Institutional arbitration is the need of the hour. It is and will always be better than ad-hoc arbitrations. Everybody and their mother know it; especially lawyers. There is a plethora of articles, books and papers on the subject that confirm the same. In short, institutional arbitrations tend to be better regulated and therefore, less inefficient as they involve detailed procedural rules, tighter timelines, reasonable fee schedules, and administrative oversight.
The question then is not whether institutional arbitration is better than its ad-hoc counterpart; the question is when institutional arbitration is clearly superior, why does ad-hoc arbitration continue to thrive in India? Surely, there must be some sound reason for the majority of Indian lawyers and companies to opt for ad-hoc arbitration and it is this rationale that we must seek. For you see, institutional arbitration offers many advantages, but there are two things that ad-hoc provides better – a fatter arbitrator’s fee and increased procedural freedom to both the parties and their lawyers.
A glaring difference between the both types of arbitrations is that in an institutional arbitration, the arbitrator’s fee is generally based on a percentage of the amount in dispute. All major arbitral institutions in India have a fixed fee structure according to the value of the claim and the counter claim, for e.g. Indian Council of Arbitration (ICA), The International Centre for Alternative Dispute Resolution (ICADR) , Delhi High Court Arbitration Centre (DAC) etc; the only exception being LCIA India . Conversely, the fee of an arbitrator in an ad-hoc proceeding is typically calculated per hearing. One can imagine why this leads to additional hearings and liberal adjournments in a single dispute; the more (the hearings) the merrier (the arbitrator). At the moment, it has become almost a disincentive for arbitrators to resolve issues too quickly because fees are based on the number of sittings.
In most of these ad-hoc proceedings, parties prefer to choose retired Judges as arbitrators. But unfortunately, there appears to be a competition among the retired Judges to put for himself a more impressive price tag than the others – often after they enter on the reference. And again, there is no guessing on the duration of the proceedings where fees are on the basis of sittings. Recently, excessive arbitration fee charged by retired judges of the Supreme Court and High Courts in an ad-hoc proceeding prompted the Delhi High Court to dissolve one such Tribunal and refer it to be conducted under the auspices of an arbitral institution. As is evident, the large number of sittings and charging of very high fees per sitting, with several add-ons, without any ceiling, have resulted in the cost of arbitration approaching or even exceeding the amount involved in the dispute or the amount of the award.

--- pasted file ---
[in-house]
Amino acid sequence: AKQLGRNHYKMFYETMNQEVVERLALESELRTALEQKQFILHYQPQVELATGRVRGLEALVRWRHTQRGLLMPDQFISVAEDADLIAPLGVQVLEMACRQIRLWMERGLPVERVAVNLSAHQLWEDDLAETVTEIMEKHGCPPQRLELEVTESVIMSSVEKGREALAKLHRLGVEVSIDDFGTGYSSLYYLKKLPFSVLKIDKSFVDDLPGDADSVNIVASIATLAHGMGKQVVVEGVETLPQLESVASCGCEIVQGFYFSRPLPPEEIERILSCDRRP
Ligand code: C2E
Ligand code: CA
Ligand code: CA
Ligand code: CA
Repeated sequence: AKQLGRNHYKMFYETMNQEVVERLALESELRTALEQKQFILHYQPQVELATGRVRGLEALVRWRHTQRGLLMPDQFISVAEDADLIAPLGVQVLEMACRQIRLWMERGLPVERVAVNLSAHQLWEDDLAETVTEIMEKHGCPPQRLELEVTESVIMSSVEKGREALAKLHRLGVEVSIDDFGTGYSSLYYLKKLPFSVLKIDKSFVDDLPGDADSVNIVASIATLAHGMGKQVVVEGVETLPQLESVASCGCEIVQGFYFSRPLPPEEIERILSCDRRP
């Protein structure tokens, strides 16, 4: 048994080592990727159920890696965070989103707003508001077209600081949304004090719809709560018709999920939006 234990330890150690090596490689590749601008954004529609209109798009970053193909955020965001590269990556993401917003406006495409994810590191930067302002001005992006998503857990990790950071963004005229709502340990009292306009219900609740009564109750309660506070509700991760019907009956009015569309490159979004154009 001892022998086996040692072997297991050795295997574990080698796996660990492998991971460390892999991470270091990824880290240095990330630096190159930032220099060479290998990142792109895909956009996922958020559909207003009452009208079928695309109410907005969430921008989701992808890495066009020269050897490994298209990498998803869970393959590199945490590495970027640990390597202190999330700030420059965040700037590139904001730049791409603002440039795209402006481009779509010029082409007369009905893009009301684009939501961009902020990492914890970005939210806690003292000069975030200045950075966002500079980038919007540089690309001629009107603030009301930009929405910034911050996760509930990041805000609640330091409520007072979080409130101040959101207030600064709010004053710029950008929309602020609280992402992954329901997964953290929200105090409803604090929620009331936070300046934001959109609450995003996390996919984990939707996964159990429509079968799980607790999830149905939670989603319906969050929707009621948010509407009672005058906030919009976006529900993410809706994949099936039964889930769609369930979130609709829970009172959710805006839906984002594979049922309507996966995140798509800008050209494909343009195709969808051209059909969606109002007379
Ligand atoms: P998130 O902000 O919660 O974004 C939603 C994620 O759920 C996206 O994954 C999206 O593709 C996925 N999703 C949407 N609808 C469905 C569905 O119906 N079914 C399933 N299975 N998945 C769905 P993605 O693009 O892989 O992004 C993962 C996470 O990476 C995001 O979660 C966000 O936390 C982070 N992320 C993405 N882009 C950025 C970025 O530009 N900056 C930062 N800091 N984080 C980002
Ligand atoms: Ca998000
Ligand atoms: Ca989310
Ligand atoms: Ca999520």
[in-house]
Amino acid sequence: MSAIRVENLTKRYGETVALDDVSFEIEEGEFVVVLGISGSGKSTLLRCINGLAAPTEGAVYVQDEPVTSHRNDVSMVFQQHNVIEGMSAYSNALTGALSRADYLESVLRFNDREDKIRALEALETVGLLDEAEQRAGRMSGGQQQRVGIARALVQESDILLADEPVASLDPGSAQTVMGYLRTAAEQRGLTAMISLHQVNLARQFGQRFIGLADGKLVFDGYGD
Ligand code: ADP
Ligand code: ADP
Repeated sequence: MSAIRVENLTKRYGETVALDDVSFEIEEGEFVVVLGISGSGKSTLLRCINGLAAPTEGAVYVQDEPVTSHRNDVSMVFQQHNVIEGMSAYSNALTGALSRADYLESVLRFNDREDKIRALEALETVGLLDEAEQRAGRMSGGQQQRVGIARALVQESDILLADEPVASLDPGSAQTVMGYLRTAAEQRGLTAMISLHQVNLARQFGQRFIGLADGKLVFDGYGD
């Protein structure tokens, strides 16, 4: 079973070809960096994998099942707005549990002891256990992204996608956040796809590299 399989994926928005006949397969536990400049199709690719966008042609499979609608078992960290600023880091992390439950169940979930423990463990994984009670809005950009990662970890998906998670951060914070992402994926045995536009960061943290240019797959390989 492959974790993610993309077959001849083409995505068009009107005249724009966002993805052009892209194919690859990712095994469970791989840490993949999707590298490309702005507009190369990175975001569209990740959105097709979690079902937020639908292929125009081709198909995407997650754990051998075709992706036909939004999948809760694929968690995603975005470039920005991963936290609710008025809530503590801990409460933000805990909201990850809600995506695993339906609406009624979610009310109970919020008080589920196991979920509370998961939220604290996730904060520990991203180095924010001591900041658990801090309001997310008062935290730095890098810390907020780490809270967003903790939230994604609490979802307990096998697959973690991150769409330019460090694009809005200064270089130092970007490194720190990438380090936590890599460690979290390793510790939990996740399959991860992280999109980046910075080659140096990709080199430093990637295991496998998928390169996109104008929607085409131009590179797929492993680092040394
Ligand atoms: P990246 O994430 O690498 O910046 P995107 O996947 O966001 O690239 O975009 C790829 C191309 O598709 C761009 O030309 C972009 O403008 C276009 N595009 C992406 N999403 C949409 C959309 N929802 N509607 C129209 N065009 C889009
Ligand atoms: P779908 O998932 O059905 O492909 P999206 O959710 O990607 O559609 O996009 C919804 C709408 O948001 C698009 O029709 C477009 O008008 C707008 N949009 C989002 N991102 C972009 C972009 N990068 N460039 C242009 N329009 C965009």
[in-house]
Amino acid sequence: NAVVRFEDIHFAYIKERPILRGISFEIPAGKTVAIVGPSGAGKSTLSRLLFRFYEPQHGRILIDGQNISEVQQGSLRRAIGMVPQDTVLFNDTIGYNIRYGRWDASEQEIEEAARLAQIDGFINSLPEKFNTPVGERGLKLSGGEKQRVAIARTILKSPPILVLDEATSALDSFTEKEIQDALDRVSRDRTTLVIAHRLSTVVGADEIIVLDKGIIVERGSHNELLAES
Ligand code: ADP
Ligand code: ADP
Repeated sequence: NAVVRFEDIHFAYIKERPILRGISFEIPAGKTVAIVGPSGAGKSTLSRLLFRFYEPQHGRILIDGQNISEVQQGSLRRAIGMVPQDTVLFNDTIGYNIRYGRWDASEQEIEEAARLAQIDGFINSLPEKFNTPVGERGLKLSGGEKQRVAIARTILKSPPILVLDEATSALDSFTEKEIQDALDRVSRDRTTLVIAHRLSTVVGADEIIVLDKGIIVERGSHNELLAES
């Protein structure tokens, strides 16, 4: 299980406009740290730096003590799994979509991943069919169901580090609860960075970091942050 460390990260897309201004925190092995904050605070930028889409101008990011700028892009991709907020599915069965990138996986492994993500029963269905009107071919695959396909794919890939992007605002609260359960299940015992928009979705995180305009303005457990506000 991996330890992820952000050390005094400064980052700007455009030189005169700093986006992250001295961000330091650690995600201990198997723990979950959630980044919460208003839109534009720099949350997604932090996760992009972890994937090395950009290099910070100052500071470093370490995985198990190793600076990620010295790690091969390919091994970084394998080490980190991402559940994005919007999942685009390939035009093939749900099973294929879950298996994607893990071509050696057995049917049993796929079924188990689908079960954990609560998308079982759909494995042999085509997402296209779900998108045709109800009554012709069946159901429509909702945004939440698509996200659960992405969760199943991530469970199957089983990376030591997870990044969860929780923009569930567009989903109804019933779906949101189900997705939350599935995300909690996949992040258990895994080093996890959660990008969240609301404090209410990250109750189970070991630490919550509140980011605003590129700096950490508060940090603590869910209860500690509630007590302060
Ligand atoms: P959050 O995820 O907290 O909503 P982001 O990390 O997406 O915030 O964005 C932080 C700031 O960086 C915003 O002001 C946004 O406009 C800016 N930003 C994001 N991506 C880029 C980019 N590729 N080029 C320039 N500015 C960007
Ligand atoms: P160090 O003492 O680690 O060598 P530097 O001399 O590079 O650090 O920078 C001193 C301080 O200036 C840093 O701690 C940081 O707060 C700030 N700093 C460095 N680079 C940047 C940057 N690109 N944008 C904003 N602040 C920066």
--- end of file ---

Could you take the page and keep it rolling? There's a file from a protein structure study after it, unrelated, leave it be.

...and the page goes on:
Moreover, an ad-hoc arbitrator is not bound by the additional rules or guidelines of an arbitral institution; he is free to set his own quantum of fees and mostly schedule hearings at his own convenience. So, from an arbitrator’s point of view, ad-hoc arbitration is actually much better than institutional arbitration. It then stands to reason that there is an ever so slightly less chance of them being really supporting and promoting institutional arbitration.
But rest assured, not all is lost. At the very least, the Arbitration and Conciliation (Amendment) Act 2016 advocates for a fixed fee structure for arbitrators appointed by Courts. It allows the High Courts to frame rules for the determination of fee of such Tribunals. The Act offers rates for the Court’s consideration as well. Still, it is only a discretionary power which may be exercised by High Courts. Now the wait begins for all twenty four High Courts of India to formulate their own rules with regards to an arbitrator’s fee.
Clearly the heart is in the right place but it’s not enough. Even if the Courts were to frame such rules, they would only apply on arbitrators appointed by the Courts themselves. Private ad-hoc arbitrations, going on without Court interference, will continue to charge exorbitant fees on a hearing-based system. An indirect way the Amendment of 2016 weakens this hearing-based system is by fixing a time limit of 12 months (extendable up to 18 months) on the arbitrator to make an award and by incentivising him if he completes the arbitration in 6 months. Earlier, arbitrators were able to hold multiple hearings and dispense adjournments generously because they were under no obligation to complete the arbitration on time. Now, with only 12 months in hand, there are only so many hearings one can hold – the number of sittings will certainly come down and so will the total fees.
To completely solve this ‘hearing-based fees’ situation, the only solution I can think of is not a legal one, but an ethical one. The onus falls on us – the lawyers – to advise our clients to opt for institutional arbitration; for we are the ones who formulate and negotiate the arbitration agreement and it is our duty to have the client’s best interests in mind. The Courts and legislature can only do so much. Ultimately, the burden is ours and it is a burden we must bear to rid Indian arbitration from the clutches of greedy arbitrators.
5th Year BA LLB (Hons)
Dr. Ram Manohar Lohiya National Law University